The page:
Hacking Headaches: Keeping A Neurostimulator Working

We’ve heard a ton of stories over the years about abandoned technology — useful widgets, often cloud-based, that attracted an early and enthusiastic following, only to have the company behind the tech go bankrupt or decide to end operations for business reasons, which effectively bricks hundreds or perhaps millions of otherwise still-usable devices. Now imagine that happening to your brain.

[Markus Möllmann-Bohle] doesn’t have to imagine it, because he’s living it. [Markus] suffers from chronic cluster headaches, an often debilitating condition that leaves a person with intractable pain. Having lived with these headaches since 1987, and treating them with medications with varying degrees of success, [Markus] was finally delivered from his personal hell by a sphenopalatine ganglion (SPG) neuromodulator. The device consists of an unpowered stimulator implanted under the cheekbone that’s wired into the SPG, a bundle of nerves that supply the sinuses, nasal mucosa, tear glands, and many other structures in the face.

To reverse a cluster headache, [Markus] applies an external transmitter to the side of his face, which powers the implant and directs it to stimulate the SPG with low-frequency impulses, which interferes with a reflex loop that causes the symptoms associated with a cluster headache. [Markus] has been using the implant for years, but now its manufacturer has rolled up operations, leaving him with a transmitter in need of maintenance and the possibility of facing his debilitating headaches once again.

The video below shows [Markus]’s workaround, which essentially amounts to opening up the device and swapping in a new LiPo battery pack. [Markus], an electrical engineer by training, admits it’s not exactly a major hack, but it’s keeping him going for now. But he’s clearly worried because eventually, something will happen to that transmitter that’s beyond his skills to repair.

There’s cause for hope, though, as the intellectual property of the original implant company has been purchased by an outfit called Realeve, with the intention to continue support. That would be a lifesaver for [Markus] and everyone relying on this technology to live a normal life, so here’s hoping there’s no need for future hacking heroics. But as the video below details, there is a lot of neurotechnology out there, and the potential for having that bricked by a corporate decision has to be terrifying to the people who depend on them. Continue reading “Hacking Headaches: Keeping A Neurostimulator Working”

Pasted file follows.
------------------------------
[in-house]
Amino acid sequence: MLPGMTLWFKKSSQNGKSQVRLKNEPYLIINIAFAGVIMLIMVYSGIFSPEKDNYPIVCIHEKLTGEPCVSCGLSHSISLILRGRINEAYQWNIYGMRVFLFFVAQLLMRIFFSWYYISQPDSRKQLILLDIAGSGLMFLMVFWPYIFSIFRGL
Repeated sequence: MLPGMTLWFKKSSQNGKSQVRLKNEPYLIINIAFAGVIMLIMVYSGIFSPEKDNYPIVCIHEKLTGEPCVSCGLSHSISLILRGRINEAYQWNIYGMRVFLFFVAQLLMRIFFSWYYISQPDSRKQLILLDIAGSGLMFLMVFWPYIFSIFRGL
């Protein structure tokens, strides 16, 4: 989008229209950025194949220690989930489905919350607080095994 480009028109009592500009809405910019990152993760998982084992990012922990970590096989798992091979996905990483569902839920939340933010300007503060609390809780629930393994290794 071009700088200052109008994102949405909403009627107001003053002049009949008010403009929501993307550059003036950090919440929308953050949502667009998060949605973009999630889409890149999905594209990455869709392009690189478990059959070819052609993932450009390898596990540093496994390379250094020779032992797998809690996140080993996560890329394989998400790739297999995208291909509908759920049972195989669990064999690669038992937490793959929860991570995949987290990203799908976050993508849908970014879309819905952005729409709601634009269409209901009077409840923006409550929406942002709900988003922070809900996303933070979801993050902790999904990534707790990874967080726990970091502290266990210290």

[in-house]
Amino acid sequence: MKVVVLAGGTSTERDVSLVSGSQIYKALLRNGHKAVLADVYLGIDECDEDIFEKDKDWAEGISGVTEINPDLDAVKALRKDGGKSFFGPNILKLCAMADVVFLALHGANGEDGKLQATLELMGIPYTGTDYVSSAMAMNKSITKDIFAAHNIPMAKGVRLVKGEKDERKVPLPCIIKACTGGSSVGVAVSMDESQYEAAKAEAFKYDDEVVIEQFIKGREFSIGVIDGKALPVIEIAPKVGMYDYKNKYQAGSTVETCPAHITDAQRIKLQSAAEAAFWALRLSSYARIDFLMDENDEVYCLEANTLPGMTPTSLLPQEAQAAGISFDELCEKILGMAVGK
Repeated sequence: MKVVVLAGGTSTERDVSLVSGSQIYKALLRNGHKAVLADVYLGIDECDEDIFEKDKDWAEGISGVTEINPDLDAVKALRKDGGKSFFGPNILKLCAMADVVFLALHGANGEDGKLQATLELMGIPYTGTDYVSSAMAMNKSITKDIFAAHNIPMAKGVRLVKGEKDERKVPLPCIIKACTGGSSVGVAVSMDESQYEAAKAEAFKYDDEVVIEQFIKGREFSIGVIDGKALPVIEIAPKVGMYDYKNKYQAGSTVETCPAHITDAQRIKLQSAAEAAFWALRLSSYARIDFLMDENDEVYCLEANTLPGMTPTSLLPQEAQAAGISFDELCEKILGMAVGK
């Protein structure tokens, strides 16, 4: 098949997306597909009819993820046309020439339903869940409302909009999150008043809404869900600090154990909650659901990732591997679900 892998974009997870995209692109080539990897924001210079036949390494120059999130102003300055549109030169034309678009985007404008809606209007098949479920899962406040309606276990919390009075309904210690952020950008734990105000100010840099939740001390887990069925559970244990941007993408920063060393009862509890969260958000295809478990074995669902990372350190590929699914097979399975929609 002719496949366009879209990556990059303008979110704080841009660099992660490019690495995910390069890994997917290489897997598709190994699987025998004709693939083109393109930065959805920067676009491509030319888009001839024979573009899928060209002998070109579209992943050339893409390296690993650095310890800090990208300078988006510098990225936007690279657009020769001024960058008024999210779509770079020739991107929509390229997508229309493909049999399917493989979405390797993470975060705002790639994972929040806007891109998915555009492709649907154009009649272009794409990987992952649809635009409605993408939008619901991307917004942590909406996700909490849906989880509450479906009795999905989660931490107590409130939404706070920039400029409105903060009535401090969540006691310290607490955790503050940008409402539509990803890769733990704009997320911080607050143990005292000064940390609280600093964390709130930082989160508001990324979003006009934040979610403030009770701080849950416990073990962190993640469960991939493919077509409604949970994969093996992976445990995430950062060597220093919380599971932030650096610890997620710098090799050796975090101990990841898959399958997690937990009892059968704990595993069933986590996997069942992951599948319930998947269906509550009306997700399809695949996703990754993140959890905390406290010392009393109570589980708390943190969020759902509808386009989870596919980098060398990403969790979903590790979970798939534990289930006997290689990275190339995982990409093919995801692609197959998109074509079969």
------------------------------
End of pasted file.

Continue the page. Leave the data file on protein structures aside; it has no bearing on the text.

The Crystal (High Voltage) Method

Do high voltages affect the resonant frequency of a crystal? Honestly, we never thought about it, but [Joe] did and decided to risk his analyzer to find out. He started with some decidedly old-school crystals like you might have found in a 1960-era Novice rig. Since the crystal is piezoelectric, he wondered if using a high DC voltage to bend the crystal to move the frequency to create a variable crystal oscillator (sometimes called a VXO).

He created a rig to block DC away from the network analyzer and then feed voltage directly across the crystal. The voltage was from an ESD tester that provides over 1000 volts.

Getting a crystal to change much in frequency is difficult, which is why they are useful. So we weren’t surprised that even at very high voltages, the effect wasn’t very large. It did change the frequency, but it just wasn’t very much.

At one point, it looked like he might have killed the test equipment. There was a time when letting the smoke out of a network analyzer would have been a costly mistake, but these days the cost isn’t that prohibitive. In the end, this experiment probably doesn’t produce any practical results. Still, it is interesting, and we always enjoy watching anything that gives us more intuition about the behavior of circuits or, in this case, circuit elements.

If you need a refresher on crystal oscillators, we can help. There are other ways to modify a crystal’s frequency, of course.

Continue reading “The Crystal (High Voltage) Method”